Aug. 31, 2020, 2:49 p.m.
After a string of deaths in his whānau and first-hand experience of the monument industry, Dain Guttenbeil and his wife Susana were inspired to bring change to mark those who have passed.
His whānau spent 13 thousand dollars on a headstone which raised concerning questions. He discovered the taonga they had purchased was from either India or China and was not carved by a stonemason, unravelling the truth behind the monument sector.
“There're children working in quarries with jackhammers with jandals on and their life expectancy is 35 so it makes you think, there's no honour in our loved ones if children are the sacrifice. Being Māori, it’s a taonga to represent the life we lost."
“There are very few Māori/ Pasifika in the monumental mason sector and the continual feedback was Māori and Pasifika are our cash cows, we will not welcome you in if you threaten that. We don’t even know how colonised we are. How many people see us as prey because Māori and Pasifika are the ones putting money into headstones and they're coming from India.”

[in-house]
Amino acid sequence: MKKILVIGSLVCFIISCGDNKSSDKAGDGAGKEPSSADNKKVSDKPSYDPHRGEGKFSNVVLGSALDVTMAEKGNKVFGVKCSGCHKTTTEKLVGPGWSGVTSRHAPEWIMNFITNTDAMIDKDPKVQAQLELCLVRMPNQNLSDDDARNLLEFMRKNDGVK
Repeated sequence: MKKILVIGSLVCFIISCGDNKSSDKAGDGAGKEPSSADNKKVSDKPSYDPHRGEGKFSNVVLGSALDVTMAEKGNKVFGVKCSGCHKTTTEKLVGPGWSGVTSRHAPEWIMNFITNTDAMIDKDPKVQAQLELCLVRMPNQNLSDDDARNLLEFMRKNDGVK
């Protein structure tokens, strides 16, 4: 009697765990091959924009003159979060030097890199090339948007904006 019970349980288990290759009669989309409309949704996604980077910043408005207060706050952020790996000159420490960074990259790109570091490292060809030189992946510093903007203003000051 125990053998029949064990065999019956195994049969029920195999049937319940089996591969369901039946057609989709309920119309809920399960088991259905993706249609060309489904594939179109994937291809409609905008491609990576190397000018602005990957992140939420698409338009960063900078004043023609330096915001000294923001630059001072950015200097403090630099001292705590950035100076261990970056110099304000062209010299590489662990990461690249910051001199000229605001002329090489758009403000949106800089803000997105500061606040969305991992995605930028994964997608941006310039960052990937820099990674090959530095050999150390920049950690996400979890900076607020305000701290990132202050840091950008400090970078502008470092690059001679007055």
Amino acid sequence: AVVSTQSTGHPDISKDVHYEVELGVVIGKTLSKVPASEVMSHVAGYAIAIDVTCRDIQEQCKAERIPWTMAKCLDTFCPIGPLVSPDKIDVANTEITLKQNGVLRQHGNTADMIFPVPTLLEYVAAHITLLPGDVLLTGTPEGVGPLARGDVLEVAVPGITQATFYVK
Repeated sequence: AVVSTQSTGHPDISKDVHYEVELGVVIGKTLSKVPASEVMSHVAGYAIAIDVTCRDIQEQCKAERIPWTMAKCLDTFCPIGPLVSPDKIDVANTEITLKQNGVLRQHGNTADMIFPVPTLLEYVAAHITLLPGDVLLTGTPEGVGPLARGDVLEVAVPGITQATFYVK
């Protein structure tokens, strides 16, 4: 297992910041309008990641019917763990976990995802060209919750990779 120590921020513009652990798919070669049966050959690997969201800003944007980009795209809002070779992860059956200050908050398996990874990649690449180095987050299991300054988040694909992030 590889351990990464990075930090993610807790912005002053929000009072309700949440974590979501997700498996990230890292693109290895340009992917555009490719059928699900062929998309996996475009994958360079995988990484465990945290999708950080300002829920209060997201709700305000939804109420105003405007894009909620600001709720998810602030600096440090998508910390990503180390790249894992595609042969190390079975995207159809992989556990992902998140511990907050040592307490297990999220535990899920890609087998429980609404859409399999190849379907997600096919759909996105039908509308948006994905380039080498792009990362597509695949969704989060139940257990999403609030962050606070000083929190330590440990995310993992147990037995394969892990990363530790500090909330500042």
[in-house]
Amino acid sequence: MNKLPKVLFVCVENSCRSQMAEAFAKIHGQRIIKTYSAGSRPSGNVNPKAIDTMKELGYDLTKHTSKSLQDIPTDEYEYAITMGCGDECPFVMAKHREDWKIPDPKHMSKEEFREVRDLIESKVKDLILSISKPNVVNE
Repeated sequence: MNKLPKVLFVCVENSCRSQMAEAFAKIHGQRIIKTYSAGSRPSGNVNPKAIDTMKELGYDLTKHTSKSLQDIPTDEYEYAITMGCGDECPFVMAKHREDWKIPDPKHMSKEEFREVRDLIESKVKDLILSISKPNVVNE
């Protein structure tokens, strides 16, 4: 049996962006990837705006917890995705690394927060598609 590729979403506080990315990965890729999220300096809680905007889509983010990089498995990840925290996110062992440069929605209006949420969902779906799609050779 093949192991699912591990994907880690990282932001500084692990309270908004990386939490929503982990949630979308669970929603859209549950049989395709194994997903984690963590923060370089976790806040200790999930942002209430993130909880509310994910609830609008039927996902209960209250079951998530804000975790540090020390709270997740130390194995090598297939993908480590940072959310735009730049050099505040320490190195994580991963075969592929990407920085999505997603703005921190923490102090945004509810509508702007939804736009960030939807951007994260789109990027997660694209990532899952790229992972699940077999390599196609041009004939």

The headstones created by LifeStone come with a full high definition image with the digital capability to store audio and images. The markers cost as little as $900 which means whānau are not going into debt and alleviating some of the pressure that comes with ensuring their loved ones have a monument to represent them.
“We’re happy to serve our communities and experience the difference it makes and the legacy it's going to leave and that we can see the switch from pain and grief. It's seeing the healing that we can turn pain into something positive.”